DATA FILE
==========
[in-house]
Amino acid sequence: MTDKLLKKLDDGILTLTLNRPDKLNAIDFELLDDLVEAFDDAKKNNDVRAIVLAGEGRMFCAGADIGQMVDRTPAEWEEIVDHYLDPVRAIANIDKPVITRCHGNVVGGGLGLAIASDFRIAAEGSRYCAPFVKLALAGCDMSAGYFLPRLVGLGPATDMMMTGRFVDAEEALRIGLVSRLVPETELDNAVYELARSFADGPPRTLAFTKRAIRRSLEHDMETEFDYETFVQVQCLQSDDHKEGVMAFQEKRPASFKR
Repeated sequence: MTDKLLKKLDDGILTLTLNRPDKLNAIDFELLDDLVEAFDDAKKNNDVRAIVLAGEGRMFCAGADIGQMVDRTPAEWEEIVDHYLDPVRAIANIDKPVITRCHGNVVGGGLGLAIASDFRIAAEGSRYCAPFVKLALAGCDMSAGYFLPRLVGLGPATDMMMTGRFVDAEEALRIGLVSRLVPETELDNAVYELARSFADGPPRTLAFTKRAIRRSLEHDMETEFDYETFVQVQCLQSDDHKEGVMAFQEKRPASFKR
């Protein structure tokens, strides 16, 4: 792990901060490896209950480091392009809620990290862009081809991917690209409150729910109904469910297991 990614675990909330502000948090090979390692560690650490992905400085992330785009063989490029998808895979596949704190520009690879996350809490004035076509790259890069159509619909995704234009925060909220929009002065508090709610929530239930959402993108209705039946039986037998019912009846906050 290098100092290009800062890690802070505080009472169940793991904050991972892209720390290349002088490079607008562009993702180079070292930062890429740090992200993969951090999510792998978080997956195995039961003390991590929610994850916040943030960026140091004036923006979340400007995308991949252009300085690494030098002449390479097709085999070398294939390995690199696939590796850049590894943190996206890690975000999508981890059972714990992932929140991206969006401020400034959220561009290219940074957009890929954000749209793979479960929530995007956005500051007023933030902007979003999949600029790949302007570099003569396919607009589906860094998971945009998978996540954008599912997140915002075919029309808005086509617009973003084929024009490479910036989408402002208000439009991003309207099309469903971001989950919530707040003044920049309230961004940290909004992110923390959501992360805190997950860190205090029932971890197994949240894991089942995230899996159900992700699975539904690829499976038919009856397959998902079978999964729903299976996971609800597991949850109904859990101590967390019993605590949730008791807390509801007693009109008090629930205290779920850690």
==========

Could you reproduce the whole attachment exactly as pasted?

[in-house]
Amino acid sequence: MTDKLLKKLDDGILTLTLNRPDKLNAIDFELLDDLVEAFDDAKKNNDVRAIVLAGEGRMFCAGADIGQMVDRTPAEWEEIVDHYLDPVRAIANIDKPVITRCHGNVVGGGLGLAIASDFRIAAEGSRYCAPFVKLALAGCDMSAGYFLPRLVGLGPATDMMMTGRFVDAEEALRIGLVSRLVPETELDNAVYELARSFADGPPRTLAFTKRAIRRSLEHDMETEFDYETFVQVQCLQSDDHKEGVMAFQEKRPASFKR
Repeated sequence: MTDKLLKKLDDGILTLTLNRPDKLNAIDFELLDDLVEAFDDAKKNNDVRAIVLAGEGRMFCAGADIGQMVDRTPAEWEEIVDHYLDPVRAIANIDKPVITRCHGNVVGGGLGLAIASDFRIAAEGSRYCAPFVKLALAGCDMSAGYFLPRLVGLGPATDMMMTGRFVDAEEALRIGLVSRLVPETELDNAVYELARSFADGPPRTLAFTKRAIRRSLEHDMETEFDYETFVQVQCLQSDDHKEGVMAFQEKRPASFKR
């Protein structure tokens, strides 16, 4: 792990901060490896209950480091392009809620990290862009081809991917690209409150729910109904469910297991 990614675990909330502000948090090979390692560690650490992905400085992330785009063989490029998808895979596949704190520009690879996350809490004035076509790259890069159509619909995704234009925060909220929009002065508090709610929530239930959402993108209705039946039986037998019912009846906050 290098100092290009800062890690802070505080009472169940793991904050991972892209720390290349002088490079607008562009993702180079070292930062890429740090992200993969951090999510792998978080997956195995039961003390991590929610994850916040943030960026140091004036923006979340400007995308991949252009300085690494030098002449390479097709085999070398294939390995690199696939590796850049590894943190996206890690975000999508981890059972714990992932929140991206969006401020400034959220561009290219940074957009890929954000749209793979479960929530995007956005500051007023933030902007979003999949600029790949302007570099003569396919607009589906860094998971945009998978996540954008599912997140915002075919029309808005086509617009973003084929024009490479910036989408402002208000439009991003309207099309469903971001989950919530707040003044920049309230961004940290909004992110923390959501992360805190997950860190205090029932971890197994949240894991089942995230899996159900992700699975539904690829499976038919009856397959998902079978999964729903299976996971609800597991949850109904859990101590967390019993605590949730008791807390509801007693009109008090629930205290779920850690």